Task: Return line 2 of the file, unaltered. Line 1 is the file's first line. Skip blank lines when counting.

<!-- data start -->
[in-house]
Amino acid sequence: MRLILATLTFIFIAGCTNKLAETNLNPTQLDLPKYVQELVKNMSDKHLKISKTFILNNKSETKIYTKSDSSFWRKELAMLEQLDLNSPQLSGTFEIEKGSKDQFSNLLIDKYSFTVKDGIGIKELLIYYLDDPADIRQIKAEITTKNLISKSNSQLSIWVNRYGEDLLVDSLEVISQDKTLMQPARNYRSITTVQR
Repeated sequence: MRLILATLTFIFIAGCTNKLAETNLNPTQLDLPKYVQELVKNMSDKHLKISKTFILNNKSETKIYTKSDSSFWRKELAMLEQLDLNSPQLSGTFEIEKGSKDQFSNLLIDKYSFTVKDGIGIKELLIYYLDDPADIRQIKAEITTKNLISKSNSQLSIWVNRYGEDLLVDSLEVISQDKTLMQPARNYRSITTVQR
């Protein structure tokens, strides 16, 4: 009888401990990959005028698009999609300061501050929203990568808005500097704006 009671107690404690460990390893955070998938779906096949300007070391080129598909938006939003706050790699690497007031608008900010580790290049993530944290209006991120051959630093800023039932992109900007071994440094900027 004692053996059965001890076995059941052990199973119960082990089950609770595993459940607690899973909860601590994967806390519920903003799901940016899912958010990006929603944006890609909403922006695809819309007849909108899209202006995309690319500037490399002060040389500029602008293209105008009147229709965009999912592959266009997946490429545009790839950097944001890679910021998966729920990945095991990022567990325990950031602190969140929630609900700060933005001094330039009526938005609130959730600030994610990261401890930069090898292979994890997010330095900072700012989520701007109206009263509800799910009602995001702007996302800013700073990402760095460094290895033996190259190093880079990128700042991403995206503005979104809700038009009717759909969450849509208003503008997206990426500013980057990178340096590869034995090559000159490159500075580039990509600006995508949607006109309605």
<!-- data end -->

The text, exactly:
Amino acid sequence: MRLILATLTFIFIAGCTNKLAETNLNPTQLDLPKYVQELVKNMSDKHLKISKTFILNNKSETKIYTKSDSSFWRKELAMLEQLDLNSPQLSGTFEIEKGSKDQFSNLLIDKYSFTVKDGIGIKELLIYYLDDPADIRQIKAEITTKNLISKSNSQLSIWVNRYGEDLLVDSLEVISQDKTLMQPARNYRSITTVQR